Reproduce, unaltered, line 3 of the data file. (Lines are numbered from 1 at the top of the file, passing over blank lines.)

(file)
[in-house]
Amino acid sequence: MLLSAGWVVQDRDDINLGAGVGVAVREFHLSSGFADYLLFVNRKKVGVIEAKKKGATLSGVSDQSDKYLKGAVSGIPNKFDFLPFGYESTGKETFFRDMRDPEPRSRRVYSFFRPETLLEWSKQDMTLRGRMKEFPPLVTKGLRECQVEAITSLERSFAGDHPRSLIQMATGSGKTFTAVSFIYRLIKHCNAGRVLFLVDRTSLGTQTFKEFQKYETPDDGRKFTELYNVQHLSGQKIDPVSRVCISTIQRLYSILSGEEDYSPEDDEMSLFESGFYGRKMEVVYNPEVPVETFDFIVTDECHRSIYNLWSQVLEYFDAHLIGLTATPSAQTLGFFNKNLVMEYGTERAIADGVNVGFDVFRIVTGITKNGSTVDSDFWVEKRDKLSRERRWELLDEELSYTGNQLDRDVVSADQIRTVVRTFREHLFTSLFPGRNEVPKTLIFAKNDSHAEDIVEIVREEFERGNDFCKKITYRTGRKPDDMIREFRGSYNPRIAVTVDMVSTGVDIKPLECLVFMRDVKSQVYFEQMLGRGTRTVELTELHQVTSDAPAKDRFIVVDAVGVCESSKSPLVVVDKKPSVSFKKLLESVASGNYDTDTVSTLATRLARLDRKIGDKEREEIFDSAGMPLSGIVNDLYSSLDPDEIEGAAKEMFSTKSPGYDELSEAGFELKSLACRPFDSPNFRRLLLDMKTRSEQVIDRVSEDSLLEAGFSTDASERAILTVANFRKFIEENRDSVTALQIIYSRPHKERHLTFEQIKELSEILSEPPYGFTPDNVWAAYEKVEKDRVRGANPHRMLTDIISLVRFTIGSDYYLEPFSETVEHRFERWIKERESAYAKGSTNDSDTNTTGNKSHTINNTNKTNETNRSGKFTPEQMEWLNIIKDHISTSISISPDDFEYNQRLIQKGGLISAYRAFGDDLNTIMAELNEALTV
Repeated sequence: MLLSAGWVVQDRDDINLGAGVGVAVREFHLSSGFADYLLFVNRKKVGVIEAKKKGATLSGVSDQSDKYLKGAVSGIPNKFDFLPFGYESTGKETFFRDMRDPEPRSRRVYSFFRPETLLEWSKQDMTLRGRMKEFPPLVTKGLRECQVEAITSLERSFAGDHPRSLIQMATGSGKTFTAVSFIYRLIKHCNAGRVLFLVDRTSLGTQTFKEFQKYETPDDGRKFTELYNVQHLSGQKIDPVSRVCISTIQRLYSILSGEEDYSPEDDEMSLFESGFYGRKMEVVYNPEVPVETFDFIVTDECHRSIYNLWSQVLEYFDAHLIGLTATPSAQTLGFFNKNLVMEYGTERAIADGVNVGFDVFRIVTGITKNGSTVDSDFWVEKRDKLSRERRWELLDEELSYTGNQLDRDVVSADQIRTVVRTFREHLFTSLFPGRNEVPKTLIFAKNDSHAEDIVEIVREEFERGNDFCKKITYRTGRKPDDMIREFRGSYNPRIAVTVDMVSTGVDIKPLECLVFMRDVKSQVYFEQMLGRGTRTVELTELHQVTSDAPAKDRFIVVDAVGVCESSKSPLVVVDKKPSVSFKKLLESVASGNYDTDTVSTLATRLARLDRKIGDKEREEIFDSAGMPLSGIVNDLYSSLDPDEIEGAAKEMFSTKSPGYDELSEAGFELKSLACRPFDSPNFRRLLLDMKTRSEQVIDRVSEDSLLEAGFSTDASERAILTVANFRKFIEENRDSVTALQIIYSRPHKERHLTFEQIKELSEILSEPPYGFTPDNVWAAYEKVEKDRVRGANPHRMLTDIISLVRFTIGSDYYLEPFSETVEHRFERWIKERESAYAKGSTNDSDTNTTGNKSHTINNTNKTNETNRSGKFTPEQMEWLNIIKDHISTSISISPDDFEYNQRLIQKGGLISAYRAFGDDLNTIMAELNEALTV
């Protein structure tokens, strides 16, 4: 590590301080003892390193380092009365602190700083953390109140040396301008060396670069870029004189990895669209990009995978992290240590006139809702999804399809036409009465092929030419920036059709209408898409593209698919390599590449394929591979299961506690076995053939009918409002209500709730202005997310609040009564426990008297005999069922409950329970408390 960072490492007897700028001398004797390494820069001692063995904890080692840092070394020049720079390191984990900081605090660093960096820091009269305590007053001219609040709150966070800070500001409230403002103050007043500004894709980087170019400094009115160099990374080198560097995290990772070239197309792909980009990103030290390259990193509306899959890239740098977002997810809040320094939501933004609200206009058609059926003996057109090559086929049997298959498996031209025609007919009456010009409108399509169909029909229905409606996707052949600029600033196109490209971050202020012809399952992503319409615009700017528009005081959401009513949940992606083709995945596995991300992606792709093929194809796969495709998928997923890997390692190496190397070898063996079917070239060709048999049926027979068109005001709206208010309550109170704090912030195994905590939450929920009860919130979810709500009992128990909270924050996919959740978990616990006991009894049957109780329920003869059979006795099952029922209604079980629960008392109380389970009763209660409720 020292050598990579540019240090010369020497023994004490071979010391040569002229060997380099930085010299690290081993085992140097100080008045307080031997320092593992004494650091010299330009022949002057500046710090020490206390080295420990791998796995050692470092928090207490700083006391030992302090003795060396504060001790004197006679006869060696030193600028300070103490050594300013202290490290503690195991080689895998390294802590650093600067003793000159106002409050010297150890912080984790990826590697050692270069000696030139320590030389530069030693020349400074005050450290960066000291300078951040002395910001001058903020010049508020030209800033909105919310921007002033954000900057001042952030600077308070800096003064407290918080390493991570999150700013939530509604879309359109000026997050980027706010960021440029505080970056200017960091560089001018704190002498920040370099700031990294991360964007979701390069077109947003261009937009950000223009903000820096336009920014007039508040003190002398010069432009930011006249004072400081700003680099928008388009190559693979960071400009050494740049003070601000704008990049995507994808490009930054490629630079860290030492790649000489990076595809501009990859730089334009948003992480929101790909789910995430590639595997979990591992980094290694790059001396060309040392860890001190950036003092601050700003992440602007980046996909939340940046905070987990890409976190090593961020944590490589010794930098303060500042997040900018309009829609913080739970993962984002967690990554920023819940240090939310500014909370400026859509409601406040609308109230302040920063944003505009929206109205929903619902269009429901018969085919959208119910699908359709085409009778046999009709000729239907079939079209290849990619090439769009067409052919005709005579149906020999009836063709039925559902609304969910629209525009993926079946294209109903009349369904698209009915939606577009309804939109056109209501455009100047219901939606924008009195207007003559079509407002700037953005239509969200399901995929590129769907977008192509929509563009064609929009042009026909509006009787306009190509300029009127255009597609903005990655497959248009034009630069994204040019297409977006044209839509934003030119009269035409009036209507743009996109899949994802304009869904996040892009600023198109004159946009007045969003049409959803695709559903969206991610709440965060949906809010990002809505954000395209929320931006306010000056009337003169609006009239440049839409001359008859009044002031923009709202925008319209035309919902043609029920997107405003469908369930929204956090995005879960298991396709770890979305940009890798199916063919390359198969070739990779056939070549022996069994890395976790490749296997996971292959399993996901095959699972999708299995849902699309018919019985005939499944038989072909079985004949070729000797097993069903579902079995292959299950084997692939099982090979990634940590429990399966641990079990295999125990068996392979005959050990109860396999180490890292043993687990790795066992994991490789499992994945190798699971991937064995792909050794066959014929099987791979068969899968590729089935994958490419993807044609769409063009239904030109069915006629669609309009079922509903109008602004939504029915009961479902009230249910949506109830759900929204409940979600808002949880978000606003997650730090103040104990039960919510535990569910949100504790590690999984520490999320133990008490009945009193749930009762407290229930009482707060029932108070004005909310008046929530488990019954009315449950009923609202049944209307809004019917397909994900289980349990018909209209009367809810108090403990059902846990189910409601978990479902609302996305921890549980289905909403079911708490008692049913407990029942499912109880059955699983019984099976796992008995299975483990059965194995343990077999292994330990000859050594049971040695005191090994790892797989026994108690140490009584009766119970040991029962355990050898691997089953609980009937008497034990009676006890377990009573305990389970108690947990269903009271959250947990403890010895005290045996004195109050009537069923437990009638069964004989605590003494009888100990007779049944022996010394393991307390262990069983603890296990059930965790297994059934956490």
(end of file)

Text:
Repeated sequence: MLLSAGWVVQDRDDINLGAGVGVAVREFHLSSGFADYLLFVNRKKVGVIEAKKKGATLSGVSDQSDKYLKGAVSGIPNKFDFLPFGYESTGKETFFRDMRDPEPRSRRVYSFFRPETLLEWSKQDMTLRGRMKEFPPLVTKGLRECQVEAITSLERSFAGDHPRSLIQMATGSGKTFTAVSFIYRLIKHCNAGRVLFLVDRTSLGTQTFKEFQKYETPDDGRKFTELYNVQHLSGQKIDPVSRVCISTIQRLYSILSGEEDYSPEDDEMSLFESGFYGRKMEVVYNPEVPVETFDFIVTDECHRSIYNLWSQVLEYFDAHLIGLTATPSAQTLGFFNKNLVMEYGTERAIADGVNVGFDVFRIVTGITKNGSTVDSDFWVEKRDKLSRERRWELLDEELSYTGNQLDRDVVSADQIRTVVRTFREHLFTSLFPGRNEVPKTLIFAKNDSHAEDIVEIVREEFERGNDFCKKITYRTGRKPDDMIREFRGSYNPRIAVTVDMVSTGVDIKPLECLVFMRDVKSQVYFEQMLGRGTRTVELTELHQVTSDAPAKDRFIVVDAVGVCESSKSPLVVVDKKPSVSFKKLLESVASGNYDTDTVSTLATRLARLDRKIGDKEREEIFDSAGMPLSGIVNDLYSSLDPDEIEGAAKEMFSTKSPGYDELSEAGFELKSLACRPFDSPNFRRLLLDMKTRSEQVIDRVSEDSLLEAGFSTDASERAILTVANFRKFIEENRDSVTALQIIYSRPHKERHLTFEQIKELSEILSEPPYGFTPDNVWAAYEKVEKDRVRGANPHRMLTDIISLVRFTIGSDYYLEPFSETVEHRFERWIKERESAYAKGSTNDSDTNTTGNKSHTINNTNKTNETNRSGKFTPEQMEWLNIIKDHISTSISISPDDFEYNQRLIQKGGLISAYRAFGDDLNTIMAELNEALTV